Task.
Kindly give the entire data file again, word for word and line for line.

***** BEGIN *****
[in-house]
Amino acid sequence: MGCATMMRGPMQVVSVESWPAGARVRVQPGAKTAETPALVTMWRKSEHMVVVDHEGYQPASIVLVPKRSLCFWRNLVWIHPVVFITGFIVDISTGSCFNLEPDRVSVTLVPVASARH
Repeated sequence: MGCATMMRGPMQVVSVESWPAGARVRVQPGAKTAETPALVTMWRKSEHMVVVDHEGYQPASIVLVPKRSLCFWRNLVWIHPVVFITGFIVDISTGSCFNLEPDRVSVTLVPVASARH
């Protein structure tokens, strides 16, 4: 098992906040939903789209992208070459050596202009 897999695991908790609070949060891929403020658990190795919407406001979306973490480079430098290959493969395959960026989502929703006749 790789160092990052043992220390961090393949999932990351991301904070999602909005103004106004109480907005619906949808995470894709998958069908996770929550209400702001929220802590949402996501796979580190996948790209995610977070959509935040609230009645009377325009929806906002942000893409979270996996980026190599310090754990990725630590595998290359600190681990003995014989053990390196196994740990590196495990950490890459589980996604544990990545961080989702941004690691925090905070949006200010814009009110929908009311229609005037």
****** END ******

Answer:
[in-house]
Amino acid sequence: MGCATMMRGPMQVVSVESWPAGARVRVQPGAKTAETPALVTMWRKSEHMVVVDHEGYQPASIVLVPKRSLCFWRNLVWIHPVVFITGFIVDISTGSCFNLEPDRVSVTLVPVASARH
Repeated sequence: MGCATMMRGPMQVVSVESWPAGARVRVQPGAKTAETPALVTMWRKSEHMVVVDHEGYQPASIVLVPKRSLCFWRNLVWIHPVVFITGFIVDISTGSCFNLEPDRVSVTLVPVASARH
């Protein structure tokens, strides 16, 4: 098992906040939903789209992208070459050596202009 897999695991908790609070949060891929403020658990190795919407406001979306973490480079430098290959493969395959960026989502929703006749 790789160092990052043992220390961090393949999932990351991301904070999602909005103004106004109480907005619906949808995470894709998958069908996770929550209400702001929220802590949402996501796979580190996948790209995610977070959509935040609230009645009377325009929806906002942000893409979270996996980026190599310090754990990725630590595998290359600190681990003995014989053990390196196994740990590196495990950490890459589980996604544990990545961080989702941004690691925090905070949006200010814009009110929908009311229609005037």